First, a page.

The family are back together, in belated but brilliant sequel The Incredibles 2
Director: Brad Bird
Cast: Craig T Nelson (Bob Parr/Mr Incredible), Holly Hunter (Helen Parr/Elastigirl), Sarah Vowell (Violet Parr), Huck Milner (Dash Parr), Samuel L Jackson (Lucius Best/Frozone), Bob Odenkirk (Winston Deavor), Catherine Keener (Evelyn Deavor), Brad Bird (Edna Moda), Sophia Bush (Voyd)
Fourteen years? In Hollywood that is nearly an eternity. Can you even imagine a film released today getting its first sequel over a dozen years later? But that is how long we’ve had to wait for a sequel to The Incredibles.
Picking up immediately after the first film finished, the efforts of the Parrs, Bob/Mr Incredible (Craig T Nelson), Helen/Elastigirl (Holly Hunter), their children Violet (Sarah Vowell) and Huck (Dash Parr) and their friend Frozone (Samuel L Jackson) to stop the Underminer only lead to destruction. Superheroes are once again anathema to the authorities, but tech millionaire Winston Deavor (Bob Odenkirk) and his inventor sister Evelyn (Catherine Keener) are determined to change their reputation. Their plan? Use Elastigirl as the new “face” of responsible superhero-ing. Elastigirl takes on a new threat: the villainous Screenslaver who uses screens to hypnotise people and control them. Meanwhile, Bob has to cope with the pressures of being a stay-at-home dad, dealing with with teenage crushes, homework challenges and controlling super-powered baby Jack-Jack, who can barely control his never-ending series of powers.
And the world of Hollywood has changed so much since the first Incredibles film came out. Back then, comic book films were only just starting to come into fashion, and the Marvel Cinematic Universe didn’t even exist. So can The Incredibles forge its way in a cinematic landscape now overstuffed with superhero derring-do? Well yes it does, because the film hasn’t lost the sense of what was so enjoyable about the first film. We still get all the action-packed excitement of some damn fine adventure sequences, choreographed with skill and wit. Playing alongside that we get all the homespun domestic turmoil of modern family life, right down to a dad struggling to help his son with his homework (“How can they change math?!”) and trying not to mess up his kids’ lives.
The film resets the table to get us back to the situation of the first film – superheroes are illegal and unwanted and anything the Parrs do is going to have to be under the wire. And then it spins out a twist on the first film – this time it’s the super-competent and intelligent Elastigirl who will be the hero, while the more old-school Mr Incredible stays at home and looks after the kids. This combination works perfectly – Elastigirl is a brilliantly conceived character, cool, calm, collected, super smart, ultra-determined and ridiculously good at what she does. Holly Hunter’s southern tones are smoothly perfect for this part, investing it with just the right level of humanitarianism.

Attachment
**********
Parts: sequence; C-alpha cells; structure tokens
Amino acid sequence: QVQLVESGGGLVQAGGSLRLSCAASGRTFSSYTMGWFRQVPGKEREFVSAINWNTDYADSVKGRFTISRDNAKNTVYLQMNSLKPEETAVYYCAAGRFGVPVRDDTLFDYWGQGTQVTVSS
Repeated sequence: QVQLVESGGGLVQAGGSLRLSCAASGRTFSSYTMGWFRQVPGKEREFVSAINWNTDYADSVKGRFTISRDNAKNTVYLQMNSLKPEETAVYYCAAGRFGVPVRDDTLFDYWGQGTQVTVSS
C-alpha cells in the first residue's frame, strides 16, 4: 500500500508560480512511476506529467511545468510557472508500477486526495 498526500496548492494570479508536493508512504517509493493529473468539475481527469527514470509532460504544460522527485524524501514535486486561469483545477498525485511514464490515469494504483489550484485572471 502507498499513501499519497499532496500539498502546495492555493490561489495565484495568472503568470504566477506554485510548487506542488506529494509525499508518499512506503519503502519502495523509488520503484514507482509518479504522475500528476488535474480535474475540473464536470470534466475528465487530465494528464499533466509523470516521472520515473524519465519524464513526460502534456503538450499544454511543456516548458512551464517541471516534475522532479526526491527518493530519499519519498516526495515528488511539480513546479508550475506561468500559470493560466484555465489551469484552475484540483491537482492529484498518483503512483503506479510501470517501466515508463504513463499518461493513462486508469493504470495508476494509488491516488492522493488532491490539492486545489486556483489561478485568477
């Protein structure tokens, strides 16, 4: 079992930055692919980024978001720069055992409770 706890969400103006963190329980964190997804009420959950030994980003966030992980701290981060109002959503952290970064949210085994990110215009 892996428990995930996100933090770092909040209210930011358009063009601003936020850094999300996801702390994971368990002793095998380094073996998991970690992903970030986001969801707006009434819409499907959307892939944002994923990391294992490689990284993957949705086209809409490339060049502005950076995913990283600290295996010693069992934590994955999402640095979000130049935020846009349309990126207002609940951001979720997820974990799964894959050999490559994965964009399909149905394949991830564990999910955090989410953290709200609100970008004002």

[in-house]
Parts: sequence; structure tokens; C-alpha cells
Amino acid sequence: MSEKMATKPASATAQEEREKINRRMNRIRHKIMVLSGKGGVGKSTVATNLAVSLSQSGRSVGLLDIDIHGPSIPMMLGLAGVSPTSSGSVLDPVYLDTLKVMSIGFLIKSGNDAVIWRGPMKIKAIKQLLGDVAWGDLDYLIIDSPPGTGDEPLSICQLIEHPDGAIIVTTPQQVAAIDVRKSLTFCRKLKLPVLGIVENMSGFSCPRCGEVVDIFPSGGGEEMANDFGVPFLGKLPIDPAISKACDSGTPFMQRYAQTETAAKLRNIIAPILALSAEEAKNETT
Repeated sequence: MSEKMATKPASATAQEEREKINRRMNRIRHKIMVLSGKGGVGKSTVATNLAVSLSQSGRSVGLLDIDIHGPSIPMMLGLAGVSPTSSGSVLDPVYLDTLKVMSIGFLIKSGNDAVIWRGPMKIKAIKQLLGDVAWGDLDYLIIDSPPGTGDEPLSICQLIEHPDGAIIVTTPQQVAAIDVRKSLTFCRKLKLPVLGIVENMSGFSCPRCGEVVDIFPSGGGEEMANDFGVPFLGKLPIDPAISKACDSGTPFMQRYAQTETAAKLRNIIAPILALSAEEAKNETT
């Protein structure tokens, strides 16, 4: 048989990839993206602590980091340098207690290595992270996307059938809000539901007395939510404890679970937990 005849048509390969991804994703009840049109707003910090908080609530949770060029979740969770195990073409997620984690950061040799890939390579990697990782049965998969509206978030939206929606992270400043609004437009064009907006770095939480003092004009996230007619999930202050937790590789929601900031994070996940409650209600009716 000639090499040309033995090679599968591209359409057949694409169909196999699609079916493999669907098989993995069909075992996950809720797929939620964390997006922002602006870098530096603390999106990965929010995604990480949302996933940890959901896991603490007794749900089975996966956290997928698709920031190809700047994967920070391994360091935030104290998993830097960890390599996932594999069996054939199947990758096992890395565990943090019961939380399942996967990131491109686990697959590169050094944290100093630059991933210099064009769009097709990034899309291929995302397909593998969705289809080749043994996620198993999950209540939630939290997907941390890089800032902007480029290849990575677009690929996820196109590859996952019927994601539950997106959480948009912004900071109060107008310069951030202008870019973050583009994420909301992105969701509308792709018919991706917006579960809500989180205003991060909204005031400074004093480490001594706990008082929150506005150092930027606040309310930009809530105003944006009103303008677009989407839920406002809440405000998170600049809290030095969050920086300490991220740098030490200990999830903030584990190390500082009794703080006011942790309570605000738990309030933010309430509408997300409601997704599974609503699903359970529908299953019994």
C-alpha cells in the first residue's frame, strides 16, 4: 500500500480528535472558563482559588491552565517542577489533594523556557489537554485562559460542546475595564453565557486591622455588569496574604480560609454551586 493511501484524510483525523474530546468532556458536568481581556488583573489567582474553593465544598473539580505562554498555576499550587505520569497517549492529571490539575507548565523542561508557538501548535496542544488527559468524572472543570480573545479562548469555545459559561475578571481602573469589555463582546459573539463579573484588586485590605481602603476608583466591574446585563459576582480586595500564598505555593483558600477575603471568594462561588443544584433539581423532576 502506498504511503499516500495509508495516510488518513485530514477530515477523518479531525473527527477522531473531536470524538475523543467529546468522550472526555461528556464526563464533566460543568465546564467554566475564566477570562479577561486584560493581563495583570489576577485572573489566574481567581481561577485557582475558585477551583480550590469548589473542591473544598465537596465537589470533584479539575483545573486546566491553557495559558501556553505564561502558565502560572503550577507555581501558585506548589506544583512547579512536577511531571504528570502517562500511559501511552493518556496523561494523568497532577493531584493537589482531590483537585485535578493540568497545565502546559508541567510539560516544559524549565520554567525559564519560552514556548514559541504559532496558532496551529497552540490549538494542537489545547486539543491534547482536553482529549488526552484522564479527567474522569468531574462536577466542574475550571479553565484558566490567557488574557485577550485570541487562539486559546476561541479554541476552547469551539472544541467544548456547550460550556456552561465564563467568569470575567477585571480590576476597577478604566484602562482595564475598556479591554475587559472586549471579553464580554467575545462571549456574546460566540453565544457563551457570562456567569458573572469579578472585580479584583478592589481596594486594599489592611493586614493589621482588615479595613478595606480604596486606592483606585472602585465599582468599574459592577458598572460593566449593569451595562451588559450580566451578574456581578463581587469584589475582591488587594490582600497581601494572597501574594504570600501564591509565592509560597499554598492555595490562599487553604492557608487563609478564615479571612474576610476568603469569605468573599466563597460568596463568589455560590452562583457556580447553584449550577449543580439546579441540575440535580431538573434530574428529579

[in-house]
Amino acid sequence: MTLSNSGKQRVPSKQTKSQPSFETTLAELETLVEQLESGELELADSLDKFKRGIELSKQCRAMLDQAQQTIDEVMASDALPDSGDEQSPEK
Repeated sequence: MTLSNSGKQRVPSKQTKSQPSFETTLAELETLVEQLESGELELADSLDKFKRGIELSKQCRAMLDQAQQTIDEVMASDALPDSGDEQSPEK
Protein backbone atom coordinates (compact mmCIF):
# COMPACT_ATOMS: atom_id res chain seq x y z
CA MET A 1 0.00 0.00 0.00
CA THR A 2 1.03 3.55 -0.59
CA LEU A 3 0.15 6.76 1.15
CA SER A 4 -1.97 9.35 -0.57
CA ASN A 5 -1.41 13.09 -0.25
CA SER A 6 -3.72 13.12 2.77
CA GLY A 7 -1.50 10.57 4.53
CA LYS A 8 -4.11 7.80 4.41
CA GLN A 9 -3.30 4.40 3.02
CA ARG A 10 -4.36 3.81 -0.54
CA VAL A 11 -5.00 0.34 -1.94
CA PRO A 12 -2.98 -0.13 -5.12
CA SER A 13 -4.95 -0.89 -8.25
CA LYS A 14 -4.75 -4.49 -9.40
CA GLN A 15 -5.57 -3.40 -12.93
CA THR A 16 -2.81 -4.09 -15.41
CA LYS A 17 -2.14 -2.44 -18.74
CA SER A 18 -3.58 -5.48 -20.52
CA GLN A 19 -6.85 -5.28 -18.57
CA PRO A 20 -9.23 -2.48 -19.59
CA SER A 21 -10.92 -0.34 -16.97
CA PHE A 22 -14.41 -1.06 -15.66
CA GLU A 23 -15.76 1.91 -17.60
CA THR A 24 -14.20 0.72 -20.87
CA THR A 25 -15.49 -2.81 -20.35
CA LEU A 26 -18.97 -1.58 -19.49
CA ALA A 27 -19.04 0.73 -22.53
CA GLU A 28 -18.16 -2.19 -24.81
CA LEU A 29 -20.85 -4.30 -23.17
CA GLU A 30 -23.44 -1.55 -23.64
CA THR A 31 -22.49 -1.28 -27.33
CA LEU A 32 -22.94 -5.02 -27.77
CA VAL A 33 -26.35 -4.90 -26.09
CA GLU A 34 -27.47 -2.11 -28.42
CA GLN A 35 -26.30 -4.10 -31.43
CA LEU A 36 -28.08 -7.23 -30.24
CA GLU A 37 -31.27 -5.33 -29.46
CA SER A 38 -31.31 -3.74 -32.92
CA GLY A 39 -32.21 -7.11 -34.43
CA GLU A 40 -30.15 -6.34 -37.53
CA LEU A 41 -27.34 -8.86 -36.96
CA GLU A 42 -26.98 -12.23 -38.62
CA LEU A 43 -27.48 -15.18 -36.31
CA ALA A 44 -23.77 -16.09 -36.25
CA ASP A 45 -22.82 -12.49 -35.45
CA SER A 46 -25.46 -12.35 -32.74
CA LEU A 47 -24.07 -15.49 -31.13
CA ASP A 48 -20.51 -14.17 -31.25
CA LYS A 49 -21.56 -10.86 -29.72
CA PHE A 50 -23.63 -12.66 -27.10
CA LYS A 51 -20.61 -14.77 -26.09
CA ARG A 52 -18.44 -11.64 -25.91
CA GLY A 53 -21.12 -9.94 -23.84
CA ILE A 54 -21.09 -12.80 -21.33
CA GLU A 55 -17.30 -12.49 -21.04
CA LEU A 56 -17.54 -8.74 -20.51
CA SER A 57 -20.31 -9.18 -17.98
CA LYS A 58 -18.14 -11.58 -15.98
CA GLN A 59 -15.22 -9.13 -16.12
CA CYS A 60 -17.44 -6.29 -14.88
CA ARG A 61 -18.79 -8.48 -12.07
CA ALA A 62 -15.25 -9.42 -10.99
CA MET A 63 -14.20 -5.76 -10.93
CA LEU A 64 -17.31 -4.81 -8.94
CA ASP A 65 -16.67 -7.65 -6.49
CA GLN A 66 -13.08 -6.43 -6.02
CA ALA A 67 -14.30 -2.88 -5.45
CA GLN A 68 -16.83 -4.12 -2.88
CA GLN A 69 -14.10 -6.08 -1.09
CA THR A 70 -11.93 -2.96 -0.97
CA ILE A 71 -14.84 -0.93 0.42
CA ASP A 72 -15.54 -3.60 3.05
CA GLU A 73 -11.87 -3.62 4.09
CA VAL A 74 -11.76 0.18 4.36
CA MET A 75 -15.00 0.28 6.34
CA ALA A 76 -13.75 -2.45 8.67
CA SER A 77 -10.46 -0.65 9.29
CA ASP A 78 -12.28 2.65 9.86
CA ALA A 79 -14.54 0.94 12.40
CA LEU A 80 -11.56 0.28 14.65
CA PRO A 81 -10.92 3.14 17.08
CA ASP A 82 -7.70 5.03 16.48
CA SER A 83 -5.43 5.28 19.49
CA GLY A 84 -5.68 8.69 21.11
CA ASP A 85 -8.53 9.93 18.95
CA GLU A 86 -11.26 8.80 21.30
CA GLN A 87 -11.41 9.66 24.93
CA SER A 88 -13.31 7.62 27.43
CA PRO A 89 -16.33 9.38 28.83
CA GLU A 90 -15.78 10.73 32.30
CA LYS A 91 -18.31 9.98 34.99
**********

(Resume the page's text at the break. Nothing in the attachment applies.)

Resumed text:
Really I should be annoyed about the end of the last movie being so completely reset in the opening minutes of this one, but truthfully the idea of superheroes struggling to balance everyday problems with illegal super-heroing is such a totally brilliant idea you are really happy to see it play out again, this time adding the dilemmas of Mr Incredible suddenly being thrown into a situation he can’t handle – having to be a regular dad – and collapsing in an unshaven, exhausted mess.
Seeing someone struggle with such everyday problems is hilarious enough, but the film has a USP in the challenges of looking after cute little ball-of-trouble baby Jack-Jack: a sweet, blubbering little kid with a regular smorgasbord of powers, none of which he is able to control. Bob’s struggles to deal with this explosion of wildness (everything from laser rays to moving in the fourth dimension) throw up endless hilarious moments and sight gags that had me laughing out loud (probably too loud) in the cinema.
Sitting alongside this, Brad Bird hasn’t forgotten how to shoot and cut an action sequence – whether it’s animated or not. A chase where Elastigirl has to stop an out-of-control train is not only hugely exciting, but also tense and witty. Elastigirl is also such a relatable character that she adds huge amounts of human interest to every one of these action bits, and her determination to save lives – even of her enemies in exploding buildings – is really rather touching. The final action sequence doesn’t quite match the highlights of the first film, but it does excellent work.
Of course the villain is in fact using these strengths against her. If the film has one weak point, it’s that the identity of the villain is really rather obvious from the start. I pretty much guessed immediately who the villain was going to be. I can’t see anyone of any age being fooled, and the motivations of this villain seem a lot more rushed and less interesting than those of Syndrome in the first film.
But that feels like a minor blemish on what is an excellent sequel, a real gem in the Pixar cannon. It’s still got the brilliantly retro-cool design that mixes the modern world with the 1950s and 60s. Michael Giacchino’s soundtrack is cracking. Brad Bird brings himself back as scene-stealing superhero costume designer Edna Mode. What’s not to like? I wouldn’t mind waiting another 14 years if they produce a third film as good as this one.